Post #775826
Posted Monday, August 24, 2009 6:19 AM
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Maybe "The Art of Theoretical Performance Issue Handling" would be a good title.

Data volume is not the only thing that can change over time (or from DEV environment to PROD). You may have the best query you can create, "in theory", and it can timeout in production where there are concurrent users, lock escalations, I/O bottlenecks, wrong color socks (my theory as to why something works one day and not the next).

I like your list of actions taken. Swearing does seem to help and in theoretical SQL it has been proven not to hurt.

I would add one thing: the click-to-eyeball test. The developer runs the query in Query Analyzer and it takes 1 second. A "really good" developer will run it a few times, clearing the cache each time to get the average of 1 second. At this point one must pronounce it "working good in theory".
Post #775935
Posted Monday, August 24, 2009 6:39 AM
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Quite correct, we tend to “pluck the pond from under the duck” or better “go on a wild goose chase” when confronted with DB performance problems, instead of pondering the root cause. It is well worth it to consider the “other” factors, e.g. time changes as well as environmental adjustments, as potential causes before we fiddle the code. Uhm, theoretical prognosis, the prognosis theoretically.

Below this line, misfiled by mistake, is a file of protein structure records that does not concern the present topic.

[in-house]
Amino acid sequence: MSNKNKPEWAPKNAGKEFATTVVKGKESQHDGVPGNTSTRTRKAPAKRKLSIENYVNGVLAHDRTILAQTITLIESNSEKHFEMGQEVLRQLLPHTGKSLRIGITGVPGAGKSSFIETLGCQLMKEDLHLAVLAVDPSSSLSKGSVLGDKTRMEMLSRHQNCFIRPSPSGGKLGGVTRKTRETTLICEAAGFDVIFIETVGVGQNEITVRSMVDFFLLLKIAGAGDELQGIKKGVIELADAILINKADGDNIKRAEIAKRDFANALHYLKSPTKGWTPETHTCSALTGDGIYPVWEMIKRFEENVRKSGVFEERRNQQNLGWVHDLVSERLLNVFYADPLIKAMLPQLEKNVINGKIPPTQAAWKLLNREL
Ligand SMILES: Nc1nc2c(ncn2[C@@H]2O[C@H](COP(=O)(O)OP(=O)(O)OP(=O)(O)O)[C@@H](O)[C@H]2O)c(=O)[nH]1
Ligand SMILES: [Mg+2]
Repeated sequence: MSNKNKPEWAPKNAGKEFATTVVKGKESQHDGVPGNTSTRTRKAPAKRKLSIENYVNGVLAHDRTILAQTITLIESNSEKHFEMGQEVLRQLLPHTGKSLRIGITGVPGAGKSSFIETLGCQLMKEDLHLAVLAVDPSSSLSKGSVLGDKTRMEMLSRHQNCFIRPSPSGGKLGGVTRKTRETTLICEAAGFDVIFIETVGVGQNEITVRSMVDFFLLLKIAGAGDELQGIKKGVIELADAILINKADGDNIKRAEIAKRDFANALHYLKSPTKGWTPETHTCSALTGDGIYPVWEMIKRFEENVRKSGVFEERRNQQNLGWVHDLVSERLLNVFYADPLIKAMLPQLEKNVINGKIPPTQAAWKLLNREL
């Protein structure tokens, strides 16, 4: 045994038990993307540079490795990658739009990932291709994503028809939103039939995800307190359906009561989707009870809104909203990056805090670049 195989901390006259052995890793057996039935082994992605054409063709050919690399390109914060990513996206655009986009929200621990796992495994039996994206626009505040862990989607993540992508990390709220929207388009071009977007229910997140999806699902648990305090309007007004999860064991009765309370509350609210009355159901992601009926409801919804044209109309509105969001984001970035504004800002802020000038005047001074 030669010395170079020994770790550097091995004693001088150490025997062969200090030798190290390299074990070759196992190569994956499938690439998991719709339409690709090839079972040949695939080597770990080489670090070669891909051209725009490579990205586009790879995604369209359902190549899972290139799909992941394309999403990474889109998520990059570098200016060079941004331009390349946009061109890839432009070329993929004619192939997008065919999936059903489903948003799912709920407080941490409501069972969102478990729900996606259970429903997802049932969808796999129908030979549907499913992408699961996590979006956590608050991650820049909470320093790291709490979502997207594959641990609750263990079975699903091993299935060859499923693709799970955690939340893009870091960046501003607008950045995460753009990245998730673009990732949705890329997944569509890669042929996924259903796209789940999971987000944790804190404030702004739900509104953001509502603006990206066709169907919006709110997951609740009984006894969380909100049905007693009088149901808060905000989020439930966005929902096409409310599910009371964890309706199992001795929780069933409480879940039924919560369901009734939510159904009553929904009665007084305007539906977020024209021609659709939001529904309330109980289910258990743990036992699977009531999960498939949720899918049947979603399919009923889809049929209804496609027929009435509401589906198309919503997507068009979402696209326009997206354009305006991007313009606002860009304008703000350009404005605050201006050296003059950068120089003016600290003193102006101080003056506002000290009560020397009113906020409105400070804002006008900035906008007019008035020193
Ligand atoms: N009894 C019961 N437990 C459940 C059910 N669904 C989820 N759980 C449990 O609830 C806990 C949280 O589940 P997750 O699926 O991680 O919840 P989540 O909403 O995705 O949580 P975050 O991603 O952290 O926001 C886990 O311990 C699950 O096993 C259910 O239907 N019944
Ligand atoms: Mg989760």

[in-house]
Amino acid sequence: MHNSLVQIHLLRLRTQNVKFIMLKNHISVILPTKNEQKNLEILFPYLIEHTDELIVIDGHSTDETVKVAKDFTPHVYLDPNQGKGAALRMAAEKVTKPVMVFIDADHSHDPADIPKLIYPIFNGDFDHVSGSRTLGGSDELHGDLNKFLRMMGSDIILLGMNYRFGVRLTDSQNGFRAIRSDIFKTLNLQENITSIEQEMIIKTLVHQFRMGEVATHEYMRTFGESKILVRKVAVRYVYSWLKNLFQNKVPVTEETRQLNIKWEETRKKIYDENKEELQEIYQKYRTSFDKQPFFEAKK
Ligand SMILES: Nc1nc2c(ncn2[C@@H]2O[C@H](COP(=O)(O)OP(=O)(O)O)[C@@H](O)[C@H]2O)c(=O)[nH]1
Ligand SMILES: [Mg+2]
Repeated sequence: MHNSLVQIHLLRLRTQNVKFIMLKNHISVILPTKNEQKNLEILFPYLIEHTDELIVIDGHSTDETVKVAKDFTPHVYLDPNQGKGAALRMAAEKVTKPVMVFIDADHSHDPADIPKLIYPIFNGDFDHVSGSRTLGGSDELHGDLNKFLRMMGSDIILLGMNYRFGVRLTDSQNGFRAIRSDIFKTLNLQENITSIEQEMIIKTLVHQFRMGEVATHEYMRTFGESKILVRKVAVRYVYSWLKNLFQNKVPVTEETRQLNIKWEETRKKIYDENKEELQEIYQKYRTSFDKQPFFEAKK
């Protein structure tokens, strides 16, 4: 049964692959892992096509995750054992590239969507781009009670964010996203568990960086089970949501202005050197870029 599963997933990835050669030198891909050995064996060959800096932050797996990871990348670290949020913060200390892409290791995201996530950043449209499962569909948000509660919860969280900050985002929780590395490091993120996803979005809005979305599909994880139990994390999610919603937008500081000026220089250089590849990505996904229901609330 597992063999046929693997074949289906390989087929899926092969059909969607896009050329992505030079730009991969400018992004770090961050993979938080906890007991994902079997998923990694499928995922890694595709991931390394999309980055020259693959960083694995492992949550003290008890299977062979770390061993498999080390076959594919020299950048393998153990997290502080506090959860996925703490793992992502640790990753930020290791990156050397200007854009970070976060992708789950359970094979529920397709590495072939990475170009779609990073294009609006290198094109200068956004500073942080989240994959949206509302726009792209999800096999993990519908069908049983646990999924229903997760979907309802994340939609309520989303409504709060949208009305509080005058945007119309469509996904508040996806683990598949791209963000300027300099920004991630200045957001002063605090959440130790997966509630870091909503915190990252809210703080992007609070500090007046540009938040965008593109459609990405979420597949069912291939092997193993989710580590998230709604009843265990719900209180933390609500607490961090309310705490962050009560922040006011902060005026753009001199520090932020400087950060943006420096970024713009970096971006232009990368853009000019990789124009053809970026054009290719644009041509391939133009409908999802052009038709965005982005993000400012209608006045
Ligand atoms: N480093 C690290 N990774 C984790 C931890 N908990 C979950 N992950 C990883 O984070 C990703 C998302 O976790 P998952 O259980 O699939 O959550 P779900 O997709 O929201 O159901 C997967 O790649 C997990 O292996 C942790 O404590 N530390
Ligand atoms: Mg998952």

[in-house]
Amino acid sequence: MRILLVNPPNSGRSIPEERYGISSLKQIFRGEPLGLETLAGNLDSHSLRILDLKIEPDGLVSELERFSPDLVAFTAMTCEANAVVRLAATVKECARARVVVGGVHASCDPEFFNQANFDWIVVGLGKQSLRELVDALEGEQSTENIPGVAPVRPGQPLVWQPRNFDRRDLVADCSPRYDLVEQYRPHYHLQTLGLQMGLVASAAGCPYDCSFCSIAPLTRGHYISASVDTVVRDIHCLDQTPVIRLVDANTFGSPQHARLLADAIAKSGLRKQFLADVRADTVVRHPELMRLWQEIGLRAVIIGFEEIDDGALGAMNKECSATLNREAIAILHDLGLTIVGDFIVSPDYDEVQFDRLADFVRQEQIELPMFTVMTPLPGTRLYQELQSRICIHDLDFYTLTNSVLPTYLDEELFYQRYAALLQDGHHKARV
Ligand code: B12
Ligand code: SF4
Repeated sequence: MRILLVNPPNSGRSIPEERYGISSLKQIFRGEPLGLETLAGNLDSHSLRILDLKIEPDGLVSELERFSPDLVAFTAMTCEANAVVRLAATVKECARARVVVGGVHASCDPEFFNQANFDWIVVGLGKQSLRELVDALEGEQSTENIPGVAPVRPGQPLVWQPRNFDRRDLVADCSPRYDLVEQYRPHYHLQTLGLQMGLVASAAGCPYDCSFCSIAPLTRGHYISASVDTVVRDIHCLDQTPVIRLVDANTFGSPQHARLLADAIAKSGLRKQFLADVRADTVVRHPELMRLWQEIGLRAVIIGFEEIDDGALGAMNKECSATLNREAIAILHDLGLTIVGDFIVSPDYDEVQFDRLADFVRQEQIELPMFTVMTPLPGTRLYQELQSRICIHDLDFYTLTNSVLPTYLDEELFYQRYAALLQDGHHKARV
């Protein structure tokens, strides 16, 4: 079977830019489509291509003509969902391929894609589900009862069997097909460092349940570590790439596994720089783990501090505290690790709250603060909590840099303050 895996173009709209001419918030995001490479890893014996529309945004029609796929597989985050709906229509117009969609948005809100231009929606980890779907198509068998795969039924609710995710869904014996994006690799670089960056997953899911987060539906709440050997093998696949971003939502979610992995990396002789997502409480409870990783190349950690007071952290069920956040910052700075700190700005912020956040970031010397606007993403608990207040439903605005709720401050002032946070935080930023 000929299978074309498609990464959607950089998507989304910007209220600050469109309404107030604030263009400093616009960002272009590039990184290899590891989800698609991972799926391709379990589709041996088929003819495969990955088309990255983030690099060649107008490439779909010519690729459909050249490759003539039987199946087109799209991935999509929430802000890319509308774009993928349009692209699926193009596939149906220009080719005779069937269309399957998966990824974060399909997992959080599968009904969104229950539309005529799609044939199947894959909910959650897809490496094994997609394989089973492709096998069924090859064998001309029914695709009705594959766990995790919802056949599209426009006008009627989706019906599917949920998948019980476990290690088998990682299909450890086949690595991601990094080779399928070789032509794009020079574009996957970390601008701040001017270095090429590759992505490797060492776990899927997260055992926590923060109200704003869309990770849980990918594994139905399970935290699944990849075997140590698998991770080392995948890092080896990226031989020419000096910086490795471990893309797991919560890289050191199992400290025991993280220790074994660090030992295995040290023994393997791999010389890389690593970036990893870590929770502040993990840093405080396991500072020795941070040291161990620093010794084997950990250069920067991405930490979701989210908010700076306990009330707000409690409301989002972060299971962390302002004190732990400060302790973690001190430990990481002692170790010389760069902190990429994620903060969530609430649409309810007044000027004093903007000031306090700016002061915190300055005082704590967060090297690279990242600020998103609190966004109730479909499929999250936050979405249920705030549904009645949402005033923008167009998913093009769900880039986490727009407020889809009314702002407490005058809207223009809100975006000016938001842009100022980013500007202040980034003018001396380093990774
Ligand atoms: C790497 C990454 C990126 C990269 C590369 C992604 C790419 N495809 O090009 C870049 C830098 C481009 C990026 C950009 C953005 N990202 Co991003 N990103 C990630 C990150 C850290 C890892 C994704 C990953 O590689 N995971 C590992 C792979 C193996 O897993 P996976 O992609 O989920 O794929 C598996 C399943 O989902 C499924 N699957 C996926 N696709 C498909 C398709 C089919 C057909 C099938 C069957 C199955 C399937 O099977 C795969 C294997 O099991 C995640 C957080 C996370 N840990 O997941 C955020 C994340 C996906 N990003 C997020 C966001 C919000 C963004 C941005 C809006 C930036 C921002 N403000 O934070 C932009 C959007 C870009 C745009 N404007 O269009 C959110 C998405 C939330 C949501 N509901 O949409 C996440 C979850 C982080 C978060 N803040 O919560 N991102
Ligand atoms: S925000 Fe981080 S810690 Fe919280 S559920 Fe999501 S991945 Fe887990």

Post #775940
Posted Monday, August 24, 2009 8:14 AM
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Actually, the first thing I would do to debug it would be to have the stored proc run in the actual environment in sql query editor (assuming it's not a data modification proc) and have the actual execution plan included in the query results. If it is data modification, you need to run it in a similar backup of the prod database, so you have similar table sizes and statistics. 8 out of 10 times, one hugely expensive part of the query will jump out at you. This is the quickest way to find out where the bottleneck is, because until you identify that, any 'optimizations' you do will be wasted.
Post #776014
Posted Monday, August 24, 2009 8:23 AM
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I totally agree that this is what should be done first! That is even one of the biggest reasons why we always want access to the production systems of our clients!
However, taking (only) this approach causes you to miss out on any possible functional issues there might be (e.g. to much data being shown or processed by the client(s) ).
Taking a step back and looking at the big picture forces you to look at all possible sides of the problem. Taking a techie approach is just not always the way to go.